Even if you sometimes take different medications (or different dosages) to treat symptom flare-ups and exacerbations, your daily medication schedule should reflect the treatment plan you use on normal days. That said, you should still keep your COPD action plan handy, and refer back to it often to make sure that your personal routine follows the instructions in your action plan.


Having a simple schedule like this to reference will make it much easier to remember to take your medications throughout the day and reduce the chances of making mistakes. Having a set schedule will also make it easier to form new habits and integrate treatments into your daily routine.


Here are some tips for making your medication schedule:

  • Try to schedule your doses with other activities that are already part of your daily routine (e.g. pair evening medications with your bedtime routine by taking them before you brush your teeth).
  • Print out an existing medication schedule template or use it as inspiration for designing your own
  • Include all information that's pertinent to taking each medication, including:
    • The name of the medication
    • The correct dose amount
    • The correct dose frequency (including maximum limits)
    • The scheduled times to take your dose
    • Instructions for taking the dose (e.g. steps for proper inhaler use)



Always Take Your Medications on Time






Most COPD medications need to be taken on a schedule, which means you are supposed to take them at certain specific times during the day. This ensures that you space your doses out appropriately in a way that allows the medication to do its job.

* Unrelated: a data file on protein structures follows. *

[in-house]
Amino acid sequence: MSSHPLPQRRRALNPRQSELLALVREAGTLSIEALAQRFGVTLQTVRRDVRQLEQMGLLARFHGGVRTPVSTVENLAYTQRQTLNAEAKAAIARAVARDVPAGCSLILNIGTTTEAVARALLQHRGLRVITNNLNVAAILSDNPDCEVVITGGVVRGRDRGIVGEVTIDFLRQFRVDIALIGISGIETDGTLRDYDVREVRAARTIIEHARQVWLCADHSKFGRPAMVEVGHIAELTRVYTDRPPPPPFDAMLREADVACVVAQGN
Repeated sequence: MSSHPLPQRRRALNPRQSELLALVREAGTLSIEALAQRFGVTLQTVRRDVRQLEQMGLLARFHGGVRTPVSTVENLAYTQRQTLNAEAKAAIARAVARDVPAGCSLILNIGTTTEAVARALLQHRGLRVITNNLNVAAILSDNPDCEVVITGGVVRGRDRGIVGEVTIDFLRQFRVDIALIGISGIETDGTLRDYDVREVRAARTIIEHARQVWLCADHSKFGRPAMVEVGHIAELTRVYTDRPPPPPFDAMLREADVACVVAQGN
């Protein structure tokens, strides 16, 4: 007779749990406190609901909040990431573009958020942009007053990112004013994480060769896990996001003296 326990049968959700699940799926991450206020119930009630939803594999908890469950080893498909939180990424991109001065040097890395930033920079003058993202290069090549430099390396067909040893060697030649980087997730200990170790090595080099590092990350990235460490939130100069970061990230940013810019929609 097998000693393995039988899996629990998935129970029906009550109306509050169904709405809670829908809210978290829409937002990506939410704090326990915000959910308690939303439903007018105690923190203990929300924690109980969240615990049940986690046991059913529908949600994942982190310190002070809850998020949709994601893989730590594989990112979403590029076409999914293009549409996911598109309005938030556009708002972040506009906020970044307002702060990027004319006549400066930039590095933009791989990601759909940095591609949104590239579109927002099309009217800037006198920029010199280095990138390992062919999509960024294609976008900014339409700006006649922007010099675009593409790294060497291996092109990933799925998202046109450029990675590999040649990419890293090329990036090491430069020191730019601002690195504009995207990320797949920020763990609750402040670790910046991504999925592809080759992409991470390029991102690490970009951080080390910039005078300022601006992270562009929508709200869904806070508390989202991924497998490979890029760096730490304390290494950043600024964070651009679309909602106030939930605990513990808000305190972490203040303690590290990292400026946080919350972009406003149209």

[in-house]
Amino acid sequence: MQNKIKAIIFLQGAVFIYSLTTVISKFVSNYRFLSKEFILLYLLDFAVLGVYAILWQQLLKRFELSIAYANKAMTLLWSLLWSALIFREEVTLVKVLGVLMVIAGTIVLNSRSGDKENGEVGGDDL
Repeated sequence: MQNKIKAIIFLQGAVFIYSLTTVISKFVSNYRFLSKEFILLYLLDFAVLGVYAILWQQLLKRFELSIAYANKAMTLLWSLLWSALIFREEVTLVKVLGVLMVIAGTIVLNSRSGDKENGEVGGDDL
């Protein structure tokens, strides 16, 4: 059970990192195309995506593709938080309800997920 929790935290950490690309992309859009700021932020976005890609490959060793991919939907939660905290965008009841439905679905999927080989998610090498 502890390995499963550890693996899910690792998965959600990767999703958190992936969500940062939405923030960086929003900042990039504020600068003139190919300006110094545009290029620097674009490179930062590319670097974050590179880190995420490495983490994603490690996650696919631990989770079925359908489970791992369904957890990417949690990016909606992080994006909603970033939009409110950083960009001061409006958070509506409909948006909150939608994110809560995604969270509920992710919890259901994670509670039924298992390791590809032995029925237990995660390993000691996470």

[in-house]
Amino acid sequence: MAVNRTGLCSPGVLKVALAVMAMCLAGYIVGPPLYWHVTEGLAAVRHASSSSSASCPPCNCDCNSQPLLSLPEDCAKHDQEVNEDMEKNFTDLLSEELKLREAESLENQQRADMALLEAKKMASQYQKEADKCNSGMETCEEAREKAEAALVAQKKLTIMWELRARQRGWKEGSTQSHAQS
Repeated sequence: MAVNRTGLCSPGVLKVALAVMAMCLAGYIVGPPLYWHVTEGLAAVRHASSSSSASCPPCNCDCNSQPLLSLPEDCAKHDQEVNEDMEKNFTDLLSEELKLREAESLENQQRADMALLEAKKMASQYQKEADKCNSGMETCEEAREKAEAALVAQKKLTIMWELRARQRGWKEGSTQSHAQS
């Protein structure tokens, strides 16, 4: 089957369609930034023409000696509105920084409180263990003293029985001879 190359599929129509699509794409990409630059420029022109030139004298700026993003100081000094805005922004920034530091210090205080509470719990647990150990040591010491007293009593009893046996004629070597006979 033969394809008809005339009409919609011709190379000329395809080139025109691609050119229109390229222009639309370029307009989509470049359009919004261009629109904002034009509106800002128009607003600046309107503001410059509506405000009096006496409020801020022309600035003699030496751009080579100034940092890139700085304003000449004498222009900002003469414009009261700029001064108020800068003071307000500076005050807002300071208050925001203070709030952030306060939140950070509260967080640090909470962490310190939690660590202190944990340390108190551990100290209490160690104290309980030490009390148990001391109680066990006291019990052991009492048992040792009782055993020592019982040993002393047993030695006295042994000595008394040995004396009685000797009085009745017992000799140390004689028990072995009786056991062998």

Sometimes you'll be advised to take your medication within a certain general time period, e.g. once in the morning and once in the evening. In some cases it may be more precise; you might be told to take your medication once every four hours, or at a specific time every day.


Whatever the instructions for your medication are, it's important to follow them as closely as you can. If you're supposed to take a medication every four hours, you should always do your best to take it as close to that four-hour mark as possible, not too early or too late.


Unfortunately, human memory often just isn't that reliable. It's easy to skip a dose on accident or forget the last time you took your medication, especially when you have multiple medications to take.


Your memory of taking a dose one day can blur into the next, causing you to mis-remember the last time you took it. This can cause you to miss a dose, or even double your dose if you forget you've already taken it that day.


The best way to avoid this is to take memory out of the equation by setting up a physical system to keep track. You could set alarms on your mobile phone, record your doses in a medication journal, or use physical reminders like post-it notes around your home.